Will any of this guarantee that I will always find the best people? No, obviously not. Hiring is a difficult thing to do. But if you consider the goals of the interview carefully, you can make the best use of that time to improve your chances of finding the right people.

I’ve been on vacation for the past week, and I decided to take a look at using Test2 to reimplement the core of Test::Class::Moose.

Test::Class::Moose (TCM) lets you write tests in the form of Moose classes. Your classes are constructed and run by the TCM test runner. For each class, we constructor instances of the class and then run the test_* methods provided by that instance. We run the class itself in a subtest, as well as each method. This leads to a lot of nested subtests (I’ll tell you why this matters later). Here’s an example TCM class:

Currently, TCM is implemented on top of the existing Perl test stack consisting of Test::Builder, Test::More, etc.

The fundamental problem with the existing test stack is that it is not abstract enough. The test stack is all about producing TAP (the Test Anything Protocol). This is the text-based format (mostly line-oriented) that you see when you run prove -v. It’s possible to produce other types of output or capture the test output to examine it, but it’s not nearly as easy as it should be.

TAP is great for end users. It’s easy to read, and when tests fail it’s usually easy to see what happened. But it’s not so great for machines. The line-oriented protocol isn’t great for things like expressing a complex data structure, and the output format simply doesn’t allow you to express certain distinctions (diagnostics versus error messages, for example). Even worse is how the current TAP ecosystem handles subtests, which can be summarized as “it doesn’t handle subtests at all”. Here’s an example program:

If we run this via prove -v we get this:

~$ prove -v ./test.t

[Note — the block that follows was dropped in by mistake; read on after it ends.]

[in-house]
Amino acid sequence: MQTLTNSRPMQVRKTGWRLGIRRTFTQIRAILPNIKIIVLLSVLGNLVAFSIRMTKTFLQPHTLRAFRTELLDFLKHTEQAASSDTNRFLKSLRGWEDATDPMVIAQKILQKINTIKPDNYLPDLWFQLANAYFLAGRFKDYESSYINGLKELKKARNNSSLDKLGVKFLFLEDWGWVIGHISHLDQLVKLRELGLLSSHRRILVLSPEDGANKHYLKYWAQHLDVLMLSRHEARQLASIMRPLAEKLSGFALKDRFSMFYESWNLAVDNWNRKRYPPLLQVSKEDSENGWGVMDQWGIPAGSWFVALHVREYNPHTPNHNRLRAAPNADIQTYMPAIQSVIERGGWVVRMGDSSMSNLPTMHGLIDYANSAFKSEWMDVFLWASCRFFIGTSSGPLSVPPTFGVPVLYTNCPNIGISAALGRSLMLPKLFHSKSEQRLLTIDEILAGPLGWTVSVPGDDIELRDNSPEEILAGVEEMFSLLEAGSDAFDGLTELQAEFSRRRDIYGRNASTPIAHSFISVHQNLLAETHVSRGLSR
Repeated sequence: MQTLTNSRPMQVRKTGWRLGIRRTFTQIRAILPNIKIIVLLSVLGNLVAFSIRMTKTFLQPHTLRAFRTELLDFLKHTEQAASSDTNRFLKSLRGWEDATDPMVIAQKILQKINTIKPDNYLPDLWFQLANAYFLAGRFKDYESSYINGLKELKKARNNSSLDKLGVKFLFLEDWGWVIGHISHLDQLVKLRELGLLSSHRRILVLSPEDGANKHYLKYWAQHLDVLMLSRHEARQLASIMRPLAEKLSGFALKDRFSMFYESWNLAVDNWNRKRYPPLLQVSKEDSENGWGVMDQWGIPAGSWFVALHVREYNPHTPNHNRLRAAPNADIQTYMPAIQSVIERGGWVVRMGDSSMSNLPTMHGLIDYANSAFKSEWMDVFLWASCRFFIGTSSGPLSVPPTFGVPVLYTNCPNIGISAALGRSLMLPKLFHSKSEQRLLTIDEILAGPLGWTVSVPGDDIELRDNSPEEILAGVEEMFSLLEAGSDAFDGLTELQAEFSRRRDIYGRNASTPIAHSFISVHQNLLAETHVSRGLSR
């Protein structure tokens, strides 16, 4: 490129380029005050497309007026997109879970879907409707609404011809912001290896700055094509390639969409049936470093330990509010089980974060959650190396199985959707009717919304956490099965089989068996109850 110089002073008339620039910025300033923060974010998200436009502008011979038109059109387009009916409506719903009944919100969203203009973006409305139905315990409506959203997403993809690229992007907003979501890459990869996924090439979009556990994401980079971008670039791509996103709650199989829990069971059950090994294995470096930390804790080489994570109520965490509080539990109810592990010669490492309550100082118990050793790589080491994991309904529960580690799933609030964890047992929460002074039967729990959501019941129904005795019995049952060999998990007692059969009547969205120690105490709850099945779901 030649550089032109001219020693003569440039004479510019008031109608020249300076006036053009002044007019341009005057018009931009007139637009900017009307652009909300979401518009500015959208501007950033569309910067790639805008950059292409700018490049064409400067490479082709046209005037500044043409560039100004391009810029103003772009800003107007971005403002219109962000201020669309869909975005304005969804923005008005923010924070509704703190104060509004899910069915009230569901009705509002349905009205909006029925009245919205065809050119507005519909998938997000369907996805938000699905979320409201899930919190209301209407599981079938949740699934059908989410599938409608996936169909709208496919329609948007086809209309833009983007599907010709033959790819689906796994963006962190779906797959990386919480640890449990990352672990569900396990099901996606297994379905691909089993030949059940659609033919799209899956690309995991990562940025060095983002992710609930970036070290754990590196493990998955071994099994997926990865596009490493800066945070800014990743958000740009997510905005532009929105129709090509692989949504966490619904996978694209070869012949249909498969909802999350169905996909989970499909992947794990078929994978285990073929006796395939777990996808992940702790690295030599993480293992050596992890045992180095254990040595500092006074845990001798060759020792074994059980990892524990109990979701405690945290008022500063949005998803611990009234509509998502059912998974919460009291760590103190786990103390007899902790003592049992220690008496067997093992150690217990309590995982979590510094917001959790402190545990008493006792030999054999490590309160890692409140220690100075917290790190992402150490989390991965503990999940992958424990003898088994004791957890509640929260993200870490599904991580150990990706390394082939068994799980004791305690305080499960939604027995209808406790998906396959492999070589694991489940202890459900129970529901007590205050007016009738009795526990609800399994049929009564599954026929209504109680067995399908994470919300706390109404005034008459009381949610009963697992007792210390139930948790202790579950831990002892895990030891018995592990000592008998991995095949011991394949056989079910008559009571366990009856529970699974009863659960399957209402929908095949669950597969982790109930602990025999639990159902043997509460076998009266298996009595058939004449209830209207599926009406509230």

./test.t .. 
ok 1 - test 1 
# Subtest: this gets weird
    ok 1 - subtest 1
    not ok 2
    not ok 3
ok 2 - this gets weird
ok 3 - test 3
All tests successful.
Files=1, Tests=3,  0 wallclock secs ( 0.02 usr  0.00 sys +  0.03 cusr  0.00 csys =  0.05 CPU)
Result: PASS

What happened there? Well, the TAP ecosystem more or less ignore the contents of a subtest. Any line starting with space is treated as “unknown text”. What Test::Builder does is keep track of the subtest’s pass/fail status in order to print a test result at the next level up the stack summarizing the subtest. That’s the ok 2 - this gets weird line up above. Because it’s not actually parsing the contents of the subtest, it doesn’t see that the test count is wrong or that some tests have failed.

In practice, this won’t affect most code. As long as all your tests are emitted via Test::Builder you’re good to go. It does make life much harder for tools that want to actually look at the contents of subtests, in particular tools that want to emit a non-TAP format.

The core test stack tooling around concurrency is also fairly primitive. The test harness supports concurrency at the process level. It can fork off multiple test processes, track their TAP output separately, and generate a summary of the results. However, you cannot easily fork from inside a test process and emit concurrent TAP.

This concurrency issue really bit Test::Class::Moose. Unlike traditional Perl test suites, with TCM you normally run all of your tests starting from a single whatever.t file. That file contains just a few lines of code to create a TCM runner. The runner loads all of your test classes and executes them. Here’s an example:

Ovid is a smart guy. He realized that once you have enough test classes, you’d really want to be able to run them concurrently. So he wrote TAP::Stream. This modules let you combine multiple streams of subtest-level TAP into a single top-level TAP stream.

This is completely and utterly insane! This is not Ovid’s fault. He was doing the best he could with the tools that existed. But it’s terribly fragile, and it’s way more work than it should be. It also made it incredibly difficult to provide feature parity between the parallel and sequential TCM test execution code. The parallel code has always been a bit broken, and there was a lot of nearly duplicated code between the two execution paths.

Enter Test2, which is Chad Granum (Exodist’s) project to implement a proper event-level abstraction on top of all the test infrastructure. With Test2, our fundamental layer is a stream of events, not TAP. An event is a test result, a diagnostic, a subtest, etc. Subtests are proper first class events which can in turn contain other events.

Working at this level makes writing TCM much easier. There’s still some trickiness involved in starting a subtest in one process but executing it’s contents in another, but the amount of duplicated code is greatly reduced, and it’s much easier to achieve feature parity between the parallel and sequential paths.

As a huge, huge bonus, testing tools built on top of Test2 is a pleasure instead of a chore. The sad truth about TCM is that it was never as well tested as it should have been. The tools for testing with Test::Builder are primitive at best, and because of the fact that subtests are ignored by TAP, the testing tools were nearly useless for TCM.